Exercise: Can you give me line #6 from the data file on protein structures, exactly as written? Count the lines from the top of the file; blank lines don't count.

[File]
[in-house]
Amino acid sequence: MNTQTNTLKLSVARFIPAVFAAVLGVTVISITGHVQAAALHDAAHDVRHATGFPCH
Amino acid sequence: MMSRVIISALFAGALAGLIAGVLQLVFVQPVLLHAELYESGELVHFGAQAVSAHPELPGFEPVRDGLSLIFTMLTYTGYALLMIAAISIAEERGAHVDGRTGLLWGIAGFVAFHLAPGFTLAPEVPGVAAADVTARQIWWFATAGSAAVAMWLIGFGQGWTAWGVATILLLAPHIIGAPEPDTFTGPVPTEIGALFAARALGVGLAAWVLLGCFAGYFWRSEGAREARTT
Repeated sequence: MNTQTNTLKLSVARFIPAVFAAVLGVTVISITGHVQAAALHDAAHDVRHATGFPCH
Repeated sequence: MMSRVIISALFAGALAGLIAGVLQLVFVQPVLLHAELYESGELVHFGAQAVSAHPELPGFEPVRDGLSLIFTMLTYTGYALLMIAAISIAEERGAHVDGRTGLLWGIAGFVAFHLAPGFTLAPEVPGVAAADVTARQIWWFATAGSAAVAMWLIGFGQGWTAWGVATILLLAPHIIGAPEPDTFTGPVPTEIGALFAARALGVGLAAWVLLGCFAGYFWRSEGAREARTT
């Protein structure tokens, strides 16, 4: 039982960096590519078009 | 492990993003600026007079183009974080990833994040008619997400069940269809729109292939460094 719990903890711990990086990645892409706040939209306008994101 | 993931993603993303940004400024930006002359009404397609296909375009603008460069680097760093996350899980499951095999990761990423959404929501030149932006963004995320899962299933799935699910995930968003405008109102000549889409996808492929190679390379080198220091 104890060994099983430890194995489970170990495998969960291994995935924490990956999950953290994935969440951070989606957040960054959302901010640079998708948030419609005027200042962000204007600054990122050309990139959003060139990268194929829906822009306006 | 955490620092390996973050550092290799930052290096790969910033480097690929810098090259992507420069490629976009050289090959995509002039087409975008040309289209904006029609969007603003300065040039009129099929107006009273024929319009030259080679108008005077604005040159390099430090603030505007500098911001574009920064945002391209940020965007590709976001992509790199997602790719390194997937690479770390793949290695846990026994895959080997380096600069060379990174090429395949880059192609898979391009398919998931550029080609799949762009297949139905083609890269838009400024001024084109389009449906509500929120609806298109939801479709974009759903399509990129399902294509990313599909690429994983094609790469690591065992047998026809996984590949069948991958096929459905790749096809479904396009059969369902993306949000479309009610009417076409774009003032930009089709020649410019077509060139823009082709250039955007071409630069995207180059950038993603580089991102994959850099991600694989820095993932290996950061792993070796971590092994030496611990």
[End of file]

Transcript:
């Protein structure tokens, strides 16, 4: 039982960096590519078009 | 492990993003600026007079183009974080990833994040008619997400069940269809729109292939460094 719990903890711990990086990645892409706040939209306008994101 | 993931993603993303940004400024930006002359009404397609296909375009603008460069680097760093996350899980499951095999990761990423959404929501030149932006963004995320899962299933799935699910995930968003405008109102000549889409996808492929190679390379080198220091 104890060994099983430890194995489970170990495998969960291994995935924490990956999950953290994935969440951070989606957040960054959302901010640079998708948030419609005027200042962000204007600054990122050309990139959003060139990268194929829906822009306006 | 955490620092390996973050550092290799930052290096790969910033480097690929810098090259992507420069490629976009050289090959995509002039087409975008040309289209904006029609969007603003300065040039009129099929107006009273024929319009030259080679108008005077604005040159390099430090603030505007500098911001574009920064945002391209940020965007590709976001992509790199997602790719390194997937690479770390793949290695846990026994895959080997380096600069060379990174090429395949880059192609898979391009398919998931550029080609799949762009297949139905083609890269838009400024001024084109389009449906509500929120609806298109939801479709974009759903399509990129399902294509990313599909690429994983094609790469690591065992047998026809996984590949069948991958096929459905790749096809479904396009059969369902993306949000479309009610009417076409774009003032930009089709020649410019077509060139823009082709250039955007071409630069995207180059950038993603580089991102994959850099991600694989820095993932290996950061792993070796971590092994030496611990």